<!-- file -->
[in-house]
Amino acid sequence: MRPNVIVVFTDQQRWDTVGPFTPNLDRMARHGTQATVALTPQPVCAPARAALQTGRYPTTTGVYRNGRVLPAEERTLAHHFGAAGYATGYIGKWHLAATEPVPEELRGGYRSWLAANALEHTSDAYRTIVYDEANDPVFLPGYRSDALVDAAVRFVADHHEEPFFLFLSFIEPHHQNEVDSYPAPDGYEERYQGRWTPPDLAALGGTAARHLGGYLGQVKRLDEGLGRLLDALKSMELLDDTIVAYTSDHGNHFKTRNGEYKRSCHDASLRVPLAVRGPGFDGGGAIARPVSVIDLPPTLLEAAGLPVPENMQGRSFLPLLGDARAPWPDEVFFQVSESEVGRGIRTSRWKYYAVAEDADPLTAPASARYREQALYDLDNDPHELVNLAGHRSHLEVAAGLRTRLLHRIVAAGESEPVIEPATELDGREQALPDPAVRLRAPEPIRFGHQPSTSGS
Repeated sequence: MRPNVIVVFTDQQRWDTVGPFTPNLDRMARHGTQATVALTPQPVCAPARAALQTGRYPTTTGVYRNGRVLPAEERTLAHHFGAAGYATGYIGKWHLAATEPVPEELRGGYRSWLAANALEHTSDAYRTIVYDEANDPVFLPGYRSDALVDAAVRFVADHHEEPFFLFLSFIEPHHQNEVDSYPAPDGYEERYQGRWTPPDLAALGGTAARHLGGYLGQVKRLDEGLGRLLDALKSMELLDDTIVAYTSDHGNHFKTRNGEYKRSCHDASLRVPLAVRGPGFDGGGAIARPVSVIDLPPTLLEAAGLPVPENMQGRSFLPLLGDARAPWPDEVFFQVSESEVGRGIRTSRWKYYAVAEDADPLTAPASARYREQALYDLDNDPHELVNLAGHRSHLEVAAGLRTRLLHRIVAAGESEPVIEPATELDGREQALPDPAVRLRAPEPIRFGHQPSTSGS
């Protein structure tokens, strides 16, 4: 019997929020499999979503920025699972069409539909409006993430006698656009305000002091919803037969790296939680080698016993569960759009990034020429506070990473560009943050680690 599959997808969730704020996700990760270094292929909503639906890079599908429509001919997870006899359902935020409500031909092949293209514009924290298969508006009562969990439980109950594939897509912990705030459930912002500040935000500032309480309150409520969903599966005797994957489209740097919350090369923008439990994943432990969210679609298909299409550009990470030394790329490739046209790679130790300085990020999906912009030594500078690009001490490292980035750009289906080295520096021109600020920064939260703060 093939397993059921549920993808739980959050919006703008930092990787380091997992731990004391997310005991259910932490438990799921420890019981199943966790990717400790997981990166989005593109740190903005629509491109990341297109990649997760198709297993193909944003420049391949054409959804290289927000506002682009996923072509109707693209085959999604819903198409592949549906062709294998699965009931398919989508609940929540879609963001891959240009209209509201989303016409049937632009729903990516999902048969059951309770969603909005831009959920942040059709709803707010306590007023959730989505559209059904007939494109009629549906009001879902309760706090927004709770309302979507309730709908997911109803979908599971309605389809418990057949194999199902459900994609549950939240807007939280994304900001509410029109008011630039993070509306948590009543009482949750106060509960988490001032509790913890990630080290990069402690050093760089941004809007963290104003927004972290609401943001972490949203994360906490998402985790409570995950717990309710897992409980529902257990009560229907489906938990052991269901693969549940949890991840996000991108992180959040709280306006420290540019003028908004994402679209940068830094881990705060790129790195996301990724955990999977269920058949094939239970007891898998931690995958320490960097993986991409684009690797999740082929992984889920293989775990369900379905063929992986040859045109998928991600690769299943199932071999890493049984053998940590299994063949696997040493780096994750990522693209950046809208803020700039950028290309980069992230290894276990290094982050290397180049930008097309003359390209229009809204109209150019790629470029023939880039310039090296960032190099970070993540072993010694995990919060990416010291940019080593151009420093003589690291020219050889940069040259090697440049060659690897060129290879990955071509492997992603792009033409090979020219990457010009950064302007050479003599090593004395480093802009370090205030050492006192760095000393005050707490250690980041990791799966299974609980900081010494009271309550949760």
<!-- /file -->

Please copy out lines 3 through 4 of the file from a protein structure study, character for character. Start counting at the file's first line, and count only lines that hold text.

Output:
Repeated sequence: MRPNVIVVFTDQQRWDTVGPFTPNLDRMARHGTQATVALTPQPVCAPARAALQTGRYPTTTGVYRNGRVLPAEERTLAHHFGAAGYATGYIGKWHLAATEPVPEELRGGYRSWLAANALEHTSDAYRTIVYDEANDPVFLPGYRSDALVDAAVRFVADHHEEPFFLFLSFIEPHHQNEVDSYPAPDGYEERYQGRWTPPDLAALGGTAARHLGGYLGQVKRLDEGLGRLLDALKSMELLDDTIVAYTSDHGNHFKTRNGEYKRSCHDASLRVPLAVRGPGFDGGGAIARPVSVIDLPPTLLEAAGLPVPENMQGRSFLPLLGDARAPWPDEVFFQVSESEVGRGIRTSRWKYYAVAEDADPLTAPASARYREQALYDLDNDPHELVNLAGHRSHLEVAAGLRTRLLHRIVAAGESEPVIEPATELDGREQALPDPAVRLRAPEPIRFGHQPSTSGS
């Protein structure tokens, strides 16, 4: 019997929020499999979503920025699972069409539909409006993430006698656009305000002091919803037969790296939680080698016993569960759009990034020429506070990473560009943050680690 599959997808969730704020996700990760270094292929909503639906890079599908429509001919997870006899359902935020409500031909092949293209514009924290298969508006009562969990439980109950594939897509912990705030459930912002500040935000500032309480309150409520969903599966005797994957489209740097919350090369923008439990994943432990969210679609298909299409550009990470030394790329490739046209790679130790300085990020999906912009030594500078690009001490490292980035750009289906080295520096021109600020920064939260703060 093939397993059921549920993808739980959050919006703008930092990787380091997992731990004391997310005991259910932490438990799921420890019981199943966790990717400790997981990166989005593109740190903005629509491109990341297109990649997760198709297993193909944003420049391949054409959804290289927000506002682009996923072509109707693209085959999604819903198409592949549906062709294998699965009931398919989508609940929540879609963001891959240009209209509201989303016409049937632009729903990516999902048969059951309770969603909005831009959920942040059709709803707010306590007023959730989505559209059904007939494109009629549906009001879902309760706090927004709770309302979507309730709908997911109803979908599971309605389809418990057949194999199902459900994609549950939240807007939280994304900001509410029109008011630039993070509306948590009543009482949750106060509960988490001032509790913890990630080290990069402690050093760089941004809007963290104003927004972290609401943001972490949203994360906490998402985790409570995950717990309710897992409980529902257990009560229907489906938990052991269901693969549940949890991840996000991108992180959040709280306006420290540019003028908004994402679209940068830094881990705060790129790195996301990724955990999977269920058949094939239970007891898998931690995958320490960097993986991409684009690797999740082929992984889920293989775990369900379905063929992986040859045109998928991600690769299943199932071999890493049984053998940590299994063949696997040493780096994750990522693209950046809208803020700039950028290309980069992230290894276990290094982050290397180049930008097309003359390209229009809204109209150019790629470029023939880039310039090296960032190099970070993540072993010694995990919060990416010291940019080593151009420093003589690291020219050889940069040259090697440049060659690897060129290879990955071509492997992603792009033409090979020219990457010009950064302007050479003599090593004395480093802009370090205030050492006192760095000393005050707490250690980041990791799966299974609980900081010494009271309550949760």